Block diagram of schematic

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0.25: Custom frontend panels, Jupyter notebooks, DirecTV.

four minutes reading time
  • Release-Notes
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When Home Assistant started the focus has always been on making a great developer experience. Allowing anyone to add support for their favorite devices to Home Assistant easily. This focus has been a great success since we now have 339 components and platforms!

Starting with this release, we are extending our extensability to the frontend. Starting this release, any component can add it’s own page to the frontend. Examples of this today are the map, logbook and history. We are looking forward to all the crazy panels you’ll come up with!

We have also seen an exciting trend of people starting to visualize their Internet of Things data using Jupyter Notebooks, which are a great way to create and share documents that contain code, visualizations, and explanatory text. In case you missed it, the blog post by @kireyeu shows an advanced usecase while our Notebooks in the Home Assistant Notebooks repository cover the basics.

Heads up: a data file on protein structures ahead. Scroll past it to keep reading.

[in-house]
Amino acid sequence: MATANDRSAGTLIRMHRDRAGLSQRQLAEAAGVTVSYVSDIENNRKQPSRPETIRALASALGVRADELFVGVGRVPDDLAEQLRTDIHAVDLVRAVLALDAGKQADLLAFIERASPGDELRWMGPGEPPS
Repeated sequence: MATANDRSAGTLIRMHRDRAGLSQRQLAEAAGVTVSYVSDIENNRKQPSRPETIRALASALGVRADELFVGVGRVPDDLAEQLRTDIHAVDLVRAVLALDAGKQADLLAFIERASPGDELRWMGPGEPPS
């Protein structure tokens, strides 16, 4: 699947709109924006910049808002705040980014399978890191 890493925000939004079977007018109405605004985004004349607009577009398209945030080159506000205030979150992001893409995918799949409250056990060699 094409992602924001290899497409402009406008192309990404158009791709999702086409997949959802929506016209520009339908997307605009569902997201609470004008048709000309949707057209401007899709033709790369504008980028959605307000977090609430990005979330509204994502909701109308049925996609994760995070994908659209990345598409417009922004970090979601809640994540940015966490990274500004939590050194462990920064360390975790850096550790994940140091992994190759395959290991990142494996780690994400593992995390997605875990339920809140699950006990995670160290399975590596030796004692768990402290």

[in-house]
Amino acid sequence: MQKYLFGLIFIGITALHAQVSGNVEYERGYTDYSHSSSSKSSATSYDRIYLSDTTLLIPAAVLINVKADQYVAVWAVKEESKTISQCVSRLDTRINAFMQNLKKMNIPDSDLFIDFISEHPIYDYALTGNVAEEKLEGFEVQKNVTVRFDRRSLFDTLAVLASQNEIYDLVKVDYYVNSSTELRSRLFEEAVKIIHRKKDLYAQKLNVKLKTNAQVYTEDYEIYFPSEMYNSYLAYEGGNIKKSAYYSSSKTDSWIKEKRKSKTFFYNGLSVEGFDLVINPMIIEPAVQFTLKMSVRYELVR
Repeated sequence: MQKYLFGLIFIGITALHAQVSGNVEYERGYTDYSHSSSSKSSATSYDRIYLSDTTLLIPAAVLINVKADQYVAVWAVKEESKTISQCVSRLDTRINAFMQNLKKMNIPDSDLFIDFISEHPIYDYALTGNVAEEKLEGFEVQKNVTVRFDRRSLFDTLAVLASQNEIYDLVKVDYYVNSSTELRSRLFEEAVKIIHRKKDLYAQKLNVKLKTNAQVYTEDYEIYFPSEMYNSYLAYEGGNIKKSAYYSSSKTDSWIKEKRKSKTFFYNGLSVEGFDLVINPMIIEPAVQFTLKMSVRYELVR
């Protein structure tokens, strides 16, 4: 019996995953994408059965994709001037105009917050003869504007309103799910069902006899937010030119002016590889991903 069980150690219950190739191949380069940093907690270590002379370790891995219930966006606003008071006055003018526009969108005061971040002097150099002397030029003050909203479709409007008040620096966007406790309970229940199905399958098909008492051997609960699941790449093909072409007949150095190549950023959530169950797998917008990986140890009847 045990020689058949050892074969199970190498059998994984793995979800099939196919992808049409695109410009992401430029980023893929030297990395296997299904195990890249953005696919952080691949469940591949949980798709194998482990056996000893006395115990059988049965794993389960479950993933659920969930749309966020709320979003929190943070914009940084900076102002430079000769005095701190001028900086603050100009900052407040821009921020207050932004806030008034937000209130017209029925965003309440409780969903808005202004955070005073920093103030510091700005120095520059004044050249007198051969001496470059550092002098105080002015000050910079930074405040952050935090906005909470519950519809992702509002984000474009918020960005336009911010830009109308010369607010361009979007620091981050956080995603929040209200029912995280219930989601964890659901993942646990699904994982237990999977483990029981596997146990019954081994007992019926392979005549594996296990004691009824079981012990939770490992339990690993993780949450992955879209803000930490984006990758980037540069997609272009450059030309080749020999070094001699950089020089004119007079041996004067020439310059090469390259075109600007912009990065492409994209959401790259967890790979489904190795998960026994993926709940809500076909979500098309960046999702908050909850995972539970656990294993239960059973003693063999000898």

This release also includes a bunch of new integrations, among others three new media player platforms. This means that today Home Assistant can talk to 26 different media players!

The brand-new iFrame panel component allows you to add other websites as pages in the Home Assistant frontend. They will show up in the sidebar and can be used the same way as you open the frontend in your browser but all within one view.

I would like to do a shoutout to @fabianhjr. He has started adding typing data (PEP484) to the Home Assistant core. This will help us identify issues before they are released.

Hotfix 0.25.1 - August 1

  • Light - Z-Wave: Bring back delayed value update behavior (@jnewland)
  • Recorder: Properly close session after execute (@kellerza)
  • Media Player - Kodi: No longer block startup if connecting to wrong port (@shoekstra)
  • Downgrade voluptuous to 0.8.9 as it blocked the upgrade for some (@balloob)

Hotfix 0.25.2 - August 2

  • Hotfix to make sure Z-Wave locks work again. Thanks to @tobiebooth for the quick fix.

Breaking changes

  • Google Voice SMS notification support was removed.

ESP8266 and MicroPython - Part 1

six minutes reading time
  • ESP8266
  • How-To
  • Micropython
Comments

The first release of Micropython for ESP8266 was delivered a couple of weeks ago. The documentation covers a lot of ground. This post is providing only a little summary which should get you started.

Until a couple of weeks ago, the pre-built MicroPython binary for the ESP8266 was only available to backers of the Kickstarter campaign. This has changed now and it is available to the public for download.

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IoT Data Exploration with Jupyter Notebooks

three minutes reading time
  • How-To
  • IoT-Data
Comments

This is the first blog post by Anton Kireyeu. A new contributor to Home Assistant who will focus on exploring and visualizing Home Assistant data.